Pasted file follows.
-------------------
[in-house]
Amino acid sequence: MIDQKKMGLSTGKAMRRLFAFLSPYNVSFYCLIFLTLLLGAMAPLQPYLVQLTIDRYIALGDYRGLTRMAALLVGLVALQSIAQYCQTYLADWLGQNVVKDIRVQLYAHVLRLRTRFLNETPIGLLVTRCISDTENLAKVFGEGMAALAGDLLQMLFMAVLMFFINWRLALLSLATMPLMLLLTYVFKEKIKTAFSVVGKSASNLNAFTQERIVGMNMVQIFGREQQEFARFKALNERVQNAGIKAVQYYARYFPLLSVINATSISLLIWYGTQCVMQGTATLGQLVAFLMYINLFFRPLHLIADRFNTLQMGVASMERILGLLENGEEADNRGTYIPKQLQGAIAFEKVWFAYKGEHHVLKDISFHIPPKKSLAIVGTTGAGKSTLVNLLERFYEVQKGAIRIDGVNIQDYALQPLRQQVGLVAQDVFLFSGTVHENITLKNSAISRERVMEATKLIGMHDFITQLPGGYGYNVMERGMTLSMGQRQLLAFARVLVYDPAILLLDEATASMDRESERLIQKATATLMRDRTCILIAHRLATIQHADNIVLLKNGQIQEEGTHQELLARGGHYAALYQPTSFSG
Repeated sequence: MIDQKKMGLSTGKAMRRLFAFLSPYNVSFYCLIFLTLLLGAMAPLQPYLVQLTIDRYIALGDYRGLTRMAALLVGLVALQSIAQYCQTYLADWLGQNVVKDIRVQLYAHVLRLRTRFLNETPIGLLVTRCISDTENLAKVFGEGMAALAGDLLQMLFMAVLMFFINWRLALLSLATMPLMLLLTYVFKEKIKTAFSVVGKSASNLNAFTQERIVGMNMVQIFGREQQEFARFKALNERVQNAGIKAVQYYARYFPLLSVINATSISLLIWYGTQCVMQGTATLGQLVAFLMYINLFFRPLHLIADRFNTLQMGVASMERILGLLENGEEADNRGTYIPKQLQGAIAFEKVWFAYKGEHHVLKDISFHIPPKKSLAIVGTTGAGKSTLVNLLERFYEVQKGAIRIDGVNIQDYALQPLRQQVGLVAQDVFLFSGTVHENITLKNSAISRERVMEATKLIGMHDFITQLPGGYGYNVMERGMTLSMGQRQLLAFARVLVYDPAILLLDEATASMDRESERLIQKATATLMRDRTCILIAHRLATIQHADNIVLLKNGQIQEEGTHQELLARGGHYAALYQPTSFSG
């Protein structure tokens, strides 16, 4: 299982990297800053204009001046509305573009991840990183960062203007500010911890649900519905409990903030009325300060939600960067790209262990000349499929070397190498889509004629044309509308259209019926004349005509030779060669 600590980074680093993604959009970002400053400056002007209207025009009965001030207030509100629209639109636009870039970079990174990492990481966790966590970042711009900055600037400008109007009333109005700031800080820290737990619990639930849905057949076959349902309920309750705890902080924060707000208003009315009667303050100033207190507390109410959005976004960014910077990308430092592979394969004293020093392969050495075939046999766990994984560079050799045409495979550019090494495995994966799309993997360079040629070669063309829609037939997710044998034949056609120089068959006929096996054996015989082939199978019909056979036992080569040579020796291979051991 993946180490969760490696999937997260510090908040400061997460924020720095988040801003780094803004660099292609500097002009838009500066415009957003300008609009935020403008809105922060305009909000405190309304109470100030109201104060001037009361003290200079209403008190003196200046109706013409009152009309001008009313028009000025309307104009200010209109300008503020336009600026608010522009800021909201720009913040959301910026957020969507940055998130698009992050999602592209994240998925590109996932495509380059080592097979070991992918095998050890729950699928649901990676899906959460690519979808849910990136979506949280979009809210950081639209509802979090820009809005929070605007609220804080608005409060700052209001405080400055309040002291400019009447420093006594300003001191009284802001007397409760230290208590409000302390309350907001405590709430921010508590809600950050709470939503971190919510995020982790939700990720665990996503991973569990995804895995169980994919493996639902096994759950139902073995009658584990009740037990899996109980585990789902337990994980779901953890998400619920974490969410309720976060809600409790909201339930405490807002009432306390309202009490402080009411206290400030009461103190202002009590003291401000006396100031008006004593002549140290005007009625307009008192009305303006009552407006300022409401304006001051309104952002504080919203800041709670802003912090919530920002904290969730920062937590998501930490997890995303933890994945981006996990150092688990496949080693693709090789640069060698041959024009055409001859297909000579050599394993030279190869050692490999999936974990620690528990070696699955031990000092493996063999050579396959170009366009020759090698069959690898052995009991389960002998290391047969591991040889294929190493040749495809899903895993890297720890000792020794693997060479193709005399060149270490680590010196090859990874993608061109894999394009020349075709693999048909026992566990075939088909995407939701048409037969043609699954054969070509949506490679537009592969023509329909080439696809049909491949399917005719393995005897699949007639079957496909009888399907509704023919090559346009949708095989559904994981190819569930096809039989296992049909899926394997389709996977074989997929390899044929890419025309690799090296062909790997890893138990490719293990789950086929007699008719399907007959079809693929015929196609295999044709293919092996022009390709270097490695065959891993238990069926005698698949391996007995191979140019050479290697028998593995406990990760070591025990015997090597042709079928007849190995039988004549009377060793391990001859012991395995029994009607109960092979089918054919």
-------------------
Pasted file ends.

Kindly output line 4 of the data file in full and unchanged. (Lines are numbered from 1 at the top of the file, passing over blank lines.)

């Protein structure tokens, strides 16, 4: 299982990297800053204009001046509305573009991840990183960062203007500010911890649900519905409990903030009325300060939600960067790209262990000349499929070397190498889509004629044309509308259209019926004349005509030779060669 600590980074680093993604959009970002400053400056002007209207025009009965001030207030509100629209639109636009870039970079990174990492990481966790966590970042711009900055600037400008109007009333109005700031800080820290737990619990639930849905057949076959349902309920309750705890902080924060707000208003009315009667303050100033207190507390109410959005976004960014910077990308430092592979394969004293020093392969050495075939046999766990994984560079050799045409495979550019090494495995994966799309993997360079040629070669063309829609037939997710044998034949056609120089068959006929096996054996015989082939199978019909056979036992080569040579020796291979051991 993946180490969760490696999937997260510090908040400061997460924020720095988040801003780094803004660099292609500097002009838009500066415009957003300008609009935020403008809105922060305009909000405190309304109470100030109201104060001037009361003290200079209403008190003196200046109706013409009152009309001008009313028009000025309307104009200010209109300008503020336009600026608010522009800021909201720009913040959301910026957020969507940055998130698009992050999602592209994240998925590109996932495509380059080592097979070991992918095998050890729950699928649901990676899906959460690519979808849910990136979506949280979009809210950081639209509802979090820009809005929070605007609220804080608005409060700052209001405080400055309040002291400019009447420093006594300003001191009284802001007397409760230290208590409000302390309350907001405590709430921010508590809600950050709470939503971190919510995020982790939700990720665990996503991973569990995804895995169980994919493996639902096994759950139902073995009658584990009740037990899996109980585990789902337990994980779901953890998400619920974490969410309720976060809600409790909201339930405490807002009432306390309202009490402080009411206290400030009461103190202002009590003291401000006396100031008006004593002549140290005007009625307009008192009305303006009552407006300022409401304006001051309104952002504080919203800041709670802003912090919530920002904290969730920062937590998501930490997890995303933890994945981006996990150092688990496949080693693709090789640069060698041959024009055409001859297909000579050599394993030279190869050692490999999936974990620690528990070696699955031990000092493996063999050579396959170009366009020759090698069959690898052995009991389960002998290391047969591991040889294929190493040749495809899903895993890297720890000792020794693997060479193709005399060149270490680590010196090859990874993608061109894999394009020349075709693999048909026992566990075939088909995407939701048409037969043609699954054969070509949506490679537009592969023509329909080439696809049909491949399917005719393995005897699949007639079957496909009888399907509704023919090559346009949708095989559904994981190819569930096809039989296992049909899926394997389709996977074989997929390899044929890419025309690799090296062909790997890893138990490719293990789950086929007699008719399907007959079809693929015929196609295999044709293919092996022009390709270097490695065959891993238990069926005698698949391996007995191979140019050479290697028998593995406990990760070591025990015997090597042709079928007849190995039988004549009377060793391990001859012991395995029994009607109960092979089918054919």